Another couple of of pages from my teenage reading notes. (For the first part see here).
There's only one date on this - summer '84 - and I can clearly remember reading at least one of these books (The Mind of Mr J G Reeder) in gaps while I revised for my O levels that summer.
I can see that I was still reading some of the books on the list that my English teacher handed out (The Man Who Was Thursday, The Picture of Dorian Grey, the Maupassant short stories). I had just found my way into Dickens, with A Tale of Two Cities and Pickwick Papers). I was at a low point in reading Hardy, with Jude the Obscure which is just so miserable - I had enjoyed Under Greenwood Tree far more.
I can remember buying one of the books on this list - we went away for a family holiday, just me and my parents, staying at Lancaster University in the student accommodation (a tower block in the middle of their campus). It didn't occur to me at the time but it must have been an economical holiday. Anyway, I found the university bookshop and that's where I bought A Morbid Taste for Bones by Ellis Peters. It proved a delightful book, despite the preposterous comparison on the cover to The Name of Rose (which I don't think I'd read then anyway). That was a great series and several years later I actually wrote to Peters asking about a detail of the history - and she replied to me - the first time, I think, I'd had any contact with an author. (While we were staying in Lancaster there was a mild earthquake in England - which I somehow missed, despite the fact we were 10 stories up).
I don't know what I was doing reading The Conquest of Gaul, really I don't. It was nothing to do with the having read the Shakespeare play and wasn't actually doing Latin. (Our French teacher tried to get a few of us to do Latin as an extra thing at lunchtime and we might have managed one term or so but it fizzled out and probably a good thing - it would have been far too much).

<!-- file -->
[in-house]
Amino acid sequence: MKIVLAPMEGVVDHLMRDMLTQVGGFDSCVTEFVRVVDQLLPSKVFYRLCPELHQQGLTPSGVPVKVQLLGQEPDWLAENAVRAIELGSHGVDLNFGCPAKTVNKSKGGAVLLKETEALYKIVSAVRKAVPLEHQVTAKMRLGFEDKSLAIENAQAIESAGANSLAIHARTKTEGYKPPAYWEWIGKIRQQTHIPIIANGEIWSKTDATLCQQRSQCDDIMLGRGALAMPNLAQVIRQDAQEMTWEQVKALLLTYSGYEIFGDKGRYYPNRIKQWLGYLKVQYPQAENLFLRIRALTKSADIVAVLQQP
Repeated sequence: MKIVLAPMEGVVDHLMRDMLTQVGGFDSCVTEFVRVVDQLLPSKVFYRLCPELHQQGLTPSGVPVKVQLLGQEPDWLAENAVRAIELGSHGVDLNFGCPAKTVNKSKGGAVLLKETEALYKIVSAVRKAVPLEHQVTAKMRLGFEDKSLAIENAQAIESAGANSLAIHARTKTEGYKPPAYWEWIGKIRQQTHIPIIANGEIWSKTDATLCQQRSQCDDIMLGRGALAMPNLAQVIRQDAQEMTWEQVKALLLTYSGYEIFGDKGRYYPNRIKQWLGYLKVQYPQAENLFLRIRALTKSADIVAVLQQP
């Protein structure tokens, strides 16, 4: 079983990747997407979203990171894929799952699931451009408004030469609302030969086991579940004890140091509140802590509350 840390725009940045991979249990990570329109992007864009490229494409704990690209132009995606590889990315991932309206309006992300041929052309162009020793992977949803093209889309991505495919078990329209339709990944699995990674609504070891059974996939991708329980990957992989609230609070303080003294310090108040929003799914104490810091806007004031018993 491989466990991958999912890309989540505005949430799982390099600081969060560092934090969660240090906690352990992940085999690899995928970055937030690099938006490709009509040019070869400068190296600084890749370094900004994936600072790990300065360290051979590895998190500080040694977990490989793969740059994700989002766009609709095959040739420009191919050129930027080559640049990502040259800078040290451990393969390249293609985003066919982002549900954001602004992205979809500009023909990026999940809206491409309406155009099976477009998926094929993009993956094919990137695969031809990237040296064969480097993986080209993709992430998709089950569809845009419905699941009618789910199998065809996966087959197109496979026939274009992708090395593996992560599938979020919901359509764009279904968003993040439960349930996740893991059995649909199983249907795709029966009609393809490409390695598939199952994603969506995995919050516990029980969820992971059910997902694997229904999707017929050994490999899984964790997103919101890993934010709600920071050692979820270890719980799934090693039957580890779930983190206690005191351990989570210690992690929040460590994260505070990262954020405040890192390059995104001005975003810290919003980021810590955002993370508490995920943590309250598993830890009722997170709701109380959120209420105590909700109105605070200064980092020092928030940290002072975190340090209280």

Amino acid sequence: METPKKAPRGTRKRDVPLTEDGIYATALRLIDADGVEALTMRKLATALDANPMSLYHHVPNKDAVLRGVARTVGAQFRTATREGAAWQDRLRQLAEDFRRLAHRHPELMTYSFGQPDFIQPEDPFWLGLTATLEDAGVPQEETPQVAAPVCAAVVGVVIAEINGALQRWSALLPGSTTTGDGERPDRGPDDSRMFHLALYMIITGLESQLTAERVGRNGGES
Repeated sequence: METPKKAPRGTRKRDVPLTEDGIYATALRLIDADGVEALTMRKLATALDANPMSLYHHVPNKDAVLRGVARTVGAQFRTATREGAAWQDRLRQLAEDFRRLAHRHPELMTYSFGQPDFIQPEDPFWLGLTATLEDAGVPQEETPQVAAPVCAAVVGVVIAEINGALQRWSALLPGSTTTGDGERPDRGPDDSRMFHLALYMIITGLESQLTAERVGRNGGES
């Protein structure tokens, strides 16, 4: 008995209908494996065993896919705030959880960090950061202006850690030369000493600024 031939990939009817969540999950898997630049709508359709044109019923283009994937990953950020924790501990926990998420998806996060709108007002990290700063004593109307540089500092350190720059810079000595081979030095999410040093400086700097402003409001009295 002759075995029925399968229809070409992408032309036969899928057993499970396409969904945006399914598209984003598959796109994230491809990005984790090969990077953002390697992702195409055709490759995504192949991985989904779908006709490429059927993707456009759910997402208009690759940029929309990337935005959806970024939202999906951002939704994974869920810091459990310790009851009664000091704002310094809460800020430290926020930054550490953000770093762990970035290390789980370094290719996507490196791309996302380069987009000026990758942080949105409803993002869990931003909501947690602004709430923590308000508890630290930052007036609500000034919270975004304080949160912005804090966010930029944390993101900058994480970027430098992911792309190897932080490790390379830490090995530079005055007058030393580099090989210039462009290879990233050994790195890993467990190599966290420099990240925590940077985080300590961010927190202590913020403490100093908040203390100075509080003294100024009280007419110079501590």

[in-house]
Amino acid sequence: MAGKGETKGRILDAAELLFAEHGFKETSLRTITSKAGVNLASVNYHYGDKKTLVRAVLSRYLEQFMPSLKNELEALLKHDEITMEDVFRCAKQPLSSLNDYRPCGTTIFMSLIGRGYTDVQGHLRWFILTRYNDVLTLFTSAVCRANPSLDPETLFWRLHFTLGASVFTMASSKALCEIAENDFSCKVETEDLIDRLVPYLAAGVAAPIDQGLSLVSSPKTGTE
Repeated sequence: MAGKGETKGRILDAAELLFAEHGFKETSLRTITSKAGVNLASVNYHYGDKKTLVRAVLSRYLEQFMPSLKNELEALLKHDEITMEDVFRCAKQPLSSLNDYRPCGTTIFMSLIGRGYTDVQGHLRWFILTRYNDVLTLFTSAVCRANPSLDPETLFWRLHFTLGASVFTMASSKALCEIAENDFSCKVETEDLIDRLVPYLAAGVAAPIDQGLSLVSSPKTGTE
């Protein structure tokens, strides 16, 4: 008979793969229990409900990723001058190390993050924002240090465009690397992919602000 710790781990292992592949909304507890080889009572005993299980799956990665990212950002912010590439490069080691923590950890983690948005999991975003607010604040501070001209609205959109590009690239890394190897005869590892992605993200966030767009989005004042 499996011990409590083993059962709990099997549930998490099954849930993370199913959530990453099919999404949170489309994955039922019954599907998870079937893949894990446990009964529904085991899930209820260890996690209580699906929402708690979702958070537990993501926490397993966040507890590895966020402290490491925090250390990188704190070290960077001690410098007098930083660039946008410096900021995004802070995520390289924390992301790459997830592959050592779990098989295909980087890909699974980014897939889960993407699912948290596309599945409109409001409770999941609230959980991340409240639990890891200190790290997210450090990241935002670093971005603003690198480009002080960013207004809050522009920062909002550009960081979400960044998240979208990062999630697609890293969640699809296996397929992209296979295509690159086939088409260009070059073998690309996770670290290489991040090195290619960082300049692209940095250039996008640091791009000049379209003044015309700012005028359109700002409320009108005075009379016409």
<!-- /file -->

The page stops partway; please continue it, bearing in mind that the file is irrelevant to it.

Another book in here that dates the selection is Another Heart and Other Pulses by Michael Foot, which was essentially his account of the 1983 General Election in which he'd been the leader of Labour Party and which was disastrous for them. (Anyone who things 2015 was a catastrophe for Labour literally wasn't born) and the Duncan Campbell: this was the age of CND, nuclear nightmares and paranoia. (When, in my English Language O level the previous summer, we were prompted to write a story by photo of people who'd got out of their cars to look at something in the sky, I of course imagined apocalypse and annihilation).
I'm struck now by how mixed this selection of books is. There are classics, non-fiction, humour (the Miles Kington), 20th century staples like Mary Renault, science fiction, horror, muscular and faintly dodgy English pulpy stuff like Dornford Yates (if you were publishing a new edition of that now I bet you'd have to introduce some of it very carefully...)
No sign of me settling down and reading particular things, I'm hopping around and trying this and that. Well done 16 year old me.